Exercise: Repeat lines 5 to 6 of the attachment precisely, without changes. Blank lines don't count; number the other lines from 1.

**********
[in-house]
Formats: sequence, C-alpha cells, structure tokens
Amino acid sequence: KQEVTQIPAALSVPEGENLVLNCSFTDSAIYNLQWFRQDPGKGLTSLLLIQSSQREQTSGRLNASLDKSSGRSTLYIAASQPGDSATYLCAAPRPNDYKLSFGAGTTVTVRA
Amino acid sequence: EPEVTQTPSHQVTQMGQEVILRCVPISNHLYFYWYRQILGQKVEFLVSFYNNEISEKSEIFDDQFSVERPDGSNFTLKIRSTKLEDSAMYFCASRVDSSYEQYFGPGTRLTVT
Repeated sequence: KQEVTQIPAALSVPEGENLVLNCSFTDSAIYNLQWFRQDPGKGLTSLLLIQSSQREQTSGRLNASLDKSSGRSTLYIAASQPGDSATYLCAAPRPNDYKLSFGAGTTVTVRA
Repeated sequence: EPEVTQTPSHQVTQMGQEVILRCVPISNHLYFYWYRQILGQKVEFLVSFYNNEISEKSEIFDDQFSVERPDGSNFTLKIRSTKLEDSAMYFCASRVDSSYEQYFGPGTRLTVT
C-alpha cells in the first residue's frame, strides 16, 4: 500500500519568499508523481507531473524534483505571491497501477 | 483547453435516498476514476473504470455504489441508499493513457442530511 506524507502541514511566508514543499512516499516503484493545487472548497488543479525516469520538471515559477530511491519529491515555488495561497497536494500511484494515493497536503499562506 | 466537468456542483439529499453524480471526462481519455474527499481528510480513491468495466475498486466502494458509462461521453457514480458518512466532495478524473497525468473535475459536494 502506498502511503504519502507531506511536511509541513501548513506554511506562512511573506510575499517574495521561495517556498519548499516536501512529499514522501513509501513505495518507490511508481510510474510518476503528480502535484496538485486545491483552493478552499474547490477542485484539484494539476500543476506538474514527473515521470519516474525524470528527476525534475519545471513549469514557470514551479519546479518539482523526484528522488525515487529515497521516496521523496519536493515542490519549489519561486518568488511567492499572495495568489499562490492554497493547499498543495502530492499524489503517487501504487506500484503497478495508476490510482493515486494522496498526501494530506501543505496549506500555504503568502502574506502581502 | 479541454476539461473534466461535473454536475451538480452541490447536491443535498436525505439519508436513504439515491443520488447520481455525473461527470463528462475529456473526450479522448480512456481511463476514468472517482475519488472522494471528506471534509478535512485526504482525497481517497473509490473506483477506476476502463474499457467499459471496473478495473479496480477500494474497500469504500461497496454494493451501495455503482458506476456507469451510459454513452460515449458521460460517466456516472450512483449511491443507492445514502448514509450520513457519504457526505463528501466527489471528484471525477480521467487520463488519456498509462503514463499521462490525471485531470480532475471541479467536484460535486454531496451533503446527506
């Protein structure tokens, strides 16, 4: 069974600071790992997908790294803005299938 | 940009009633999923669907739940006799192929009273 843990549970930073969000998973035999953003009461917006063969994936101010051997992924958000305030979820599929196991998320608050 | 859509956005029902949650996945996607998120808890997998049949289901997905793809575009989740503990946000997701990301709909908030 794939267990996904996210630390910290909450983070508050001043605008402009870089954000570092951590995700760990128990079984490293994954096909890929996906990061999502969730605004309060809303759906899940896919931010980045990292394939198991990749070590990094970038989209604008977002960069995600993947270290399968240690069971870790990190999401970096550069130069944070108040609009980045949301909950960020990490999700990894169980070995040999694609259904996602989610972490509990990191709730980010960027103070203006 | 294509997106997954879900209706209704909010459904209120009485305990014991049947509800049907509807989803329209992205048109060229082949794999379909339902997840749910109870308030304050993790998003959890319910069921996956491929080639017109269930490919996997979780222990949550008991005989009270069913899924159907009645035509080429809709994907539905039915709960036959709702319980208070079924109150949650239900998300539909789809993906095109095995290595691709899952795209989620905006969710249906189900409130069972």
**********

Repeated sequence: KQEVTQIPAALSVPEGENLVLNCSFTDSAIYNLQWFRQDPGKGLTSLLLIQSSQREQTSGRLNASLDKSSGRSTLYIAASQPGDSATYLCAAPRPNDYKLSFGAGTTVTVRA
Repeated sequence: EPEVTQTPSHQVTQMGQEVILRCVPISNHLYFYWYRQILGQKVEFLVSFYNNEISEKSEIFDDQFSVERPDGSNFTLKIRSTKLEDSAMYFCASRVDSSYEQYFGPGTRLTVT